Antibiotics linked to increased risk of bowel cancer

The link between lengthy antibiotic prescriptions — which can alter the gut microbiome — and colorectal cancer has been strengthened by new findings published in the journal Gut.

While previous research has associated antibiotic use with colorectal cancer, the link between antibiotics and bowel polyps — a harbinger of the majority of colorectal cancers — has not been investigated.

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For the study, researchers analyzed health data of 16,642 nurses compiled in the 2010 U.S. Nurses' Health Study. Participants had undergone at least one colonoscopy. Analysis of the data revealed nurses aged 20 to 39 and 40 to 59 who had been treated with antibiotics for two months or more had a significantly higher risk of developing colorectal adenoma (bowel polyps).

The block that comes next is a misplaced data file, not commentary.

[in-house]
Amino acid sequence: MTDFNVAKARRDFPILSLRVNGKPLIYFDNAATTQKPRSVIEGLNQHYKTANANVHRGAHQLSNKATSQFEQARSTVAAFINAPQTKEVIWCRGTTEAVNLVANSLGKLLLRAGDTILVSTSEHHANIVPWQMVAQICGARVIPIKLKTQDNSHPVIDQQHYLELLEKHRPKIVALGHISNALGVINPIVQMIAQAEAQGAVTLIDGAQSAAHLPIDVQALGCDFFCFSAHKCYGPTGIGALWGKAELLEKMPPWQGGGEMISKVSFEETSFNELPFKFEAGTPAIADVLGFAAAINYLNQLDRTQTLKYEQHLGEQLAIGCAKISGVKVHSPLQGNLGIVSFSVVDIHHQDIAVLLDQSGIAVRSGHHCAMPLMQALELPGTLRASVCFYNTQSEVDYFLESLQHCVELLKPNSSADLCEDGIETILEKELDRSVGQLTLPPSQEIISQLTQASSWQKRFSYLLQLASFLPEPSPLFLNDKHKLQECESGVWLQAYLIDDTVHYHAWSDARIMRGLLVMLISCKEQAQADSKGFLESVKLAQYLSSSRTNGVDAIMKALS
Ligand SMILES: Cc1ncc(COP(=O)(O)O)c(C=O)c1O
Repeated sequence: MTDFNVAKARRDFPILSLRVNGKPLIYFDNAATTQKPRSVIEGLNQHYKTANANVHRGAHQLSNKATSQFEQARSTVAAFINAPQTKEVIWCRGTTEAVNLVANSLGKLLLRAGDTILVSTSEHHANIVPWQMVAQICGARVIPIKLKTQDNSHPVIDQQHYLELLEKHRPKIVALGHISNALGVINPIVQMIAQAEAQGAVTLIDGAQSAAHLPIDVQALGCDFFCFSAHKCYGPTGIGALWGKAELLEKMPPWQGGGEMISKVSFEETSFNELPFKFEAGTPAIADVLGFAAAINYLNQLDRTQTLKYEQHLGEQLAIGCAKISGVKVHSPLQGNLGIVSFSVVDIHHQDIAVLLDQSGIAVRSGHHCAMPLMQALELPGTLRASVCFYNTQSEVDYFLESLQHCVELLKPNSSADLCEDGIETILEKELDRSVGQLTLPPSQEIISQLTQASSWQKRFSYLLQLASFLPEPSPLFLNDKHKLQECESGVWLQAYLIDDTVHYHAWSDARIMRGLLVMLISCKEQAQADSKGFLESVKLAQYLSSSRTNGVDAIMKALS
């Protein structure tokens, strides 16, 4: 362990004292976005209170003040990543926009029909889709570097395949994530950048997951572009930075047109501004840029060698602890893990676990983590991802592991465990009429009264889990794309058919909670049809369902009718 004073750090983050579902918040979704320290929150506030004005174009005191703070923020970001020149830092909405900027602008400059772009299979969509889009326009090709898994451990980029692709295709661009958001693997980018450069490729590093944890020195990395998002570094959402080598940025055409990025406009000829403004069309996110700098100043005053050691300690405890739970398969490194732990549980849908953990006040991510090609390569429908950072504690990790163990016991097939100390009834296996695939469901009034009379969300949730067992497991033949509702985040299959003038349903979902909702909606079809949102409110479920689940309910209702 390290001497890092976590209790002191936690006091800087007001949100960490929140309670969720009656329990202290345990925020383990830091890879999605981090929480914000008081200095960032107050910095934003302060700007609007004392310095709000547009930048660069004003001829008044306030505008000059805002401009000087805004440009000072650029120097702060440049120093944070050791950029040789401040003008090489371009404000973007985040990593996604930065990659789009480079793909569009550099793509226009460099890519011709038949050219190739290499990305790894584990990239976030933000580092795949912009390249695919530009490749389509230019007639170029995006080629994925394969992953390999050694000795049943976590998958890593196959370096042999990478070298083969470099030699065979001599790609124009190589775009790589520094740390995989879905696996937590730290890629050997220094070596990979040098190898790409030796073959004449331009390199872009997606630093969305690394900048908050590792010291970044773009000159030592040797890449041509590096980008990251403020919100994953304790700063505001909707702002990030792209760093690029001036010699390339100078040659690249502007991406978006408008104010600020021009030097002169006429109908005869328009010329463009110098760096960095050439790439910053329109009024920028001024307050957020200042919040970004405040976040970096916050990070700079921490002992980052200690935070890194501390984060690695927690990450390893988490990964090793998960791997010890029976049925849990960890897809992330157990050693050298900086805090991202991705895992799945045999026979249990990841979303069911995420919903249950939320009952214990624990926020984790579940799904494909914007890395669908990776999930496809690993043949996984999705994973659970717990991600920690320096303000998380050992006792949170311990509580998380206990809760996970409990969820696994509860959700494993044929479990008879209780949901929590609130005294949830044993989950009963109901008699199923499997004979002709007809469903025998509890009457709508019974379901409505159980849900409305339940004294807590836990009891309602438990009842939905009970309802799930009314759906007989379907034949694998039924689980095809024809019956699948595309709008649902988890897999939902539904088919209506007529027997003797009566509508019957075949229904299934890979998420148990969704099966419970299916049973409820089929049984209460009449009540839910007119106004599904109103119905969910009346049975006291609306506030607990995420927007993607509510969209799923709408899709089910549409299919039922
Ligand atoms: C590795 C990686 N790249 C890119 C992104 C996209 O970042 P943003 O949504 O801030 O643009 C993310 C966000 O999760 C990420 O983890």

"These data provide additional support for the association of antibiotics with colorectal cancer and the potential mediating role of the gut microbiome in carcinogenesis," wrote the study's authors. "Additional studies investigating the impact of antibiotic exposure with gut microbial composition and function, particularly in relation to the mechanisms underlying colorectal carcinogenesis, are warranted."

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